Suppose I define an A record in my DNS for host foo.example.com. If nobody knows about the existence of foo.example.com, but do about example.com, could someone somehow query the DNS records of example.com to return that name foo.example.com?
The answer is it depends. If the user can guess the name, like www, then yes they can. If you use more esoteric names the user would only be able to get arbitrary records if they were able to do what's called a zone transfer, which sends the entire domain's data.
Most nameservers disallow zone transfers by default. You can test yours here:
From end-user perspective of view, no. DNS will only return results for specific Hostname (or IP address for reverse-lookup).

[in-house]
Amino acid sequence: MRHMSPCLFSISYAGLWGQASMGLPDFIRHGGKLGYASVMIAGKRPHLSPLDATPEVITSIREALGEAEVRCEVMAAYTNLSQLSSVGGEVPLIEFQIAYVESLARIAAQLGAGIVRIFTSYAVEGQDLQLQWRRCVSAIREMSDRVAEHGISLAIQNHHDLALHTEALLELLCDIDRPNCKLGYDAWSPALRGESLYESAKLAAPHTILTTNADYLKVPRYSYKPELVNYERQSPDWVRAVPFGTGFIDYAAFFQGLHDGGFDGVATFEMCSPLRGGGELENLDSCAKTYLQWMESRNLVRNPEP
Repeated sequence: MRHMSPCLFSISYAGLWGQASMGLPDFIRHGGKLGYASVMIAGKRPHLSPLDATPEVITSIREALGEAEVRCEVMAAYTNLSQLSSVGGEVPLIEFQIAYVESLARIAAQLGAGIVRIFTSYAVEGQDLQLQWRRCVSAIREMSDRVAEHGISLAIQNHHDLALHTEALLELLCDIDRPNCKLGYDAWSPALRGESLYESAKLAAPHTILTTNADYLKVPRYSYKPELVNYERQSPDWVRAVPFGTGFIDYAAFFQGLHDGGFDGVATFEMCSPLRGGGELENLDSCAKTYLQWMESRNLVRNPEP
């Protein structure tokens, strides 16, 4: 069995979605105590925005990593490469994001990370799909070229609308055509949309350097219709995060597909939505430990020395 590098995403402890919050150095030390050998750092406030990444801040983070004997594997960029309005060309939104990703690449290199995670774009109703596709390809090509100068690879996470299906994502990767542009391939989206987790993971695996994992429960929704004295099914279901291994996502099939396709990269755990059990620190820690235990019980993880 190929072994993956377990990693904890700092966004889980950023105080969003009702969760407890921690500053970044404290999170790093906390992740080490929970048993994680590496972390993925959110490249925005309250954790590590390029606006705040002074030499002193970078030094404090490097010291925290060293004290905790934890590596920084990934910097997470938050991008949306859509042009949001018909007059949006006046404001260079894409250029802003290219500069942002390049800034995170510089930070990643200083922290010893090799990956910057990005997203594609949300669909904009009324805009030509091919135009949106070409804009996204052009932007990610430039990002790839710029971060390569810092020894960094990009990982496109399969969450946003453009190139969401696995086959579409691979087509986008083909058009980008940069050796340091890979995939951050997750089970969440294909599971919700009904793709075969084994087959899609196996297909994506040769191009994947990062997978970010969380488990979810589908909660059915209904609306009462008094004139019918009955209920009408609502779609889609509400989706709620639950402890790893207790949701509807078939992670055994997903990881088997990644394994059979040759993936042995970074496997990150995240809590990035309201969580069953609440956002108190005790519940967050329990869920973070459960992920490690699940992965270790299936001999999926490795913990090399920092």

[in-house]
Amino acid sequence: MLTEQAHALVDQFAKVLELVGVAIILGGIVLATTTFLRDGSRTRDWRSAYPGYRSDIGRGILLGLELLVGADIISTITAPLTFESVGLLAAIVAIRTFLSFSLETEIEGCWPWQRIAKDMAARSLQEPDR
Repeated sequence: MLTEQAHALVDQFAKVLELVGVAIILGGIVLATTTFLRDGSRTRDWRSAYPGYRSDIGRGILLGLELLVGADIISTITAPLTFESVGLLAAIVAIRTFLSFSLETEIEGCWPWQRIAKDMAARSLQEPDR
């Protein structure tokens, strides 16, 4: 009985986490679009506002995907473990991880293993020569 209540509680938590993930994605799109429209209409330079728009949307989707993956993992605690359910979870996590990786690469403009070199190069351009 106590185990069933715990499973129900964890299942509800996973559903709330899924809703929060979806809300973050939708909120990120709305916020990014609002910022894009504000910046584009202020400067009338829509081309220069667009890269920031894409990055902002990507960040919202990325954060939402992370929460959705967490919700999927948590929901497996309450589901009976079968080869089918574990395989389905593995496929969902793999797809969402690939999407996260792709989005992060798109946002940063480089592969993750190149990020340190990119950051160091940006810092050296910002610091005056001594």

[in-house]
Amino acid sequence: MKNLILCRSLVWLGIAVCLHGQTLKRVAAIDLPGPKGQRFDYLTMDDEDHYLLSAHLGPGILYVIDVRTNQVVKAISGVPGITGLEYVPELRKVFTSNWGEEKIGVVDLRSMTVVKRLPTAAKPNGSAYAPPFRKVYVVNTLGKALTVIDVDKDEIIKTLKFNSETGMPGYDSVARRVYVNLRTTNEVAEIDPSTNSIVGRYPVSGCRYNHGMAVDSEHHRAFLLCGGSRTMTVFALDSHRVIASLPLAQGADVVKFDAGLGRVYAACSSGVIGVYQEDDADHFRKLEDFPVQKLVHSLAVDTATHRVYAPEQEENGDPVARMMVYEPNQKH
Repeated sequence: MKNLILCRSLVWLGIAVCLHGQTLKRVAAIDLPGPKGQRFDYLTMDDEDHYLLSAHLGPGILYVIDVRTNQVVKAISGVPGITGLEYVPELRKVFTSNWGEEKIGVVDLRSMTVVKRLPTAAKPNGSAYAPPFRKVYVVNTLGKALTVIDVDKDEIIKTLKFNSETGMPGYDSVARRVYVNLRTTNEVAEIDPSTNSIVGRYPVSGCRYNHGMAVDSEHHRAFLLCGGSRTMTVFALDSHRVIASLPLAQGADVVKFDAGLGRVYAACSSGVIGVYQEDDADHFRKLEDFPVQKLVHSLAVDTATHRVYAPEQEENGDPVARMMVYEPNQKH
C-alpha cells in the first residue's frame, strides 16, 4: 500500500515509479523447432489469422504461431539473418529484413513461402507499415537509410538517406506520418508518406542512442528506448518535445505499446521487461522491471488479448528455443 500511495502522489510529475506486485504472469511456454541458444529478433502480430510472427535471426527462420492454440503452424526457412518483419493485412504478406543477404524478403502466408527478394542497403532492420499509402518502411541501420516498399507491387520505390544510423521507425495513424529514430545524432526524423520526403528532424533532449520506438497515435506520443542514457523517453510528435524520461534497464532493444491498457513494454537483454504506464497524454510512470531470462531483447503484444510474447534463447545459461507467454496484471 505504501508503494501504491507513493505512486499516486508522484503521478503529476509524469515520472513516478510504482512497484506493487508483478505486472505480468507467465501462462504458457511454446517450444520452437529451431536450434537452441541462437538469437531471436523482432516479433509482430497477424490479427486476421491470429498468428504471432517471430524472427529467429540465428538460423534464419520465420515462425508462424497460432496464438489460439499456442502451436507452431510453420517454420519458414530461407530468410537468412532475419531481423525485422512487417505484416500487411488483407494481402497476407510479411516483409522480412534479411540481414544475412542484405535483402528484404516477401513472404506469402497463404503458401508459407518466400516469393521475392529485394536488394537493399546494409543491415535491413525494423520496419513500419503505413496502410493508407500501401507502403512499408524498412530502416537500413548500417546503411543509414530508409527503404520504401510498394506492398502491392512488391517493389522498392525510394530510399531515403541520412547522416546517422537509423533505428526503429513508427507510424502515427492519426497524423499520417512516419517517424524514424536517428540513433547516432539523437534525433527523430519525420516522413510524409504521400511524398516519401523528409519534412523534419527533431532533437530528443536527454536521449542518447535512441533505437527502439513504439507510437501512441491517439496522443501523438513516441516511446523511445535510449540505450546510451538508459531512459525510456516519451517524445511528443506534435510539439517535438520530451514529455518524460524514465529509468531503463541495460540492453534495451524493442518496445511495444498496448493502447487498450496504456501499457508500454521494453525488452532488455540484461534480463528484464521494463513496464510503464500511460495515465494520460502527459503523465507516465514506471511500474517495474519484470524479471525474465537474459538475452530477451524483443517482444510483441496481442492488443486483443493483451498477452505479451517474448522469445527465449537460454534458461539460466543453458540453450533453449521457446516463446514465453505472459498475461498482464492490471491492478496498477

Yet, many DNS servers support the feature known as Zone Transfer, that basically can dump all zone file data to another machine.
By doing so, the server can save some load by letting all other DNS servers have the full zone file instead of delegating the resolve request to it.
In reality, most DNS Administrators will not allow Zone Transfer for obvious (security) reasons.
If you want to try it yourself, use
nslookup (in Windows):
//#requesting for google.com dns server set q=ns google.com #response is: primary name server = ns1.google.com server ns1.google.com ls -d google.com //#this is the zone transfer request
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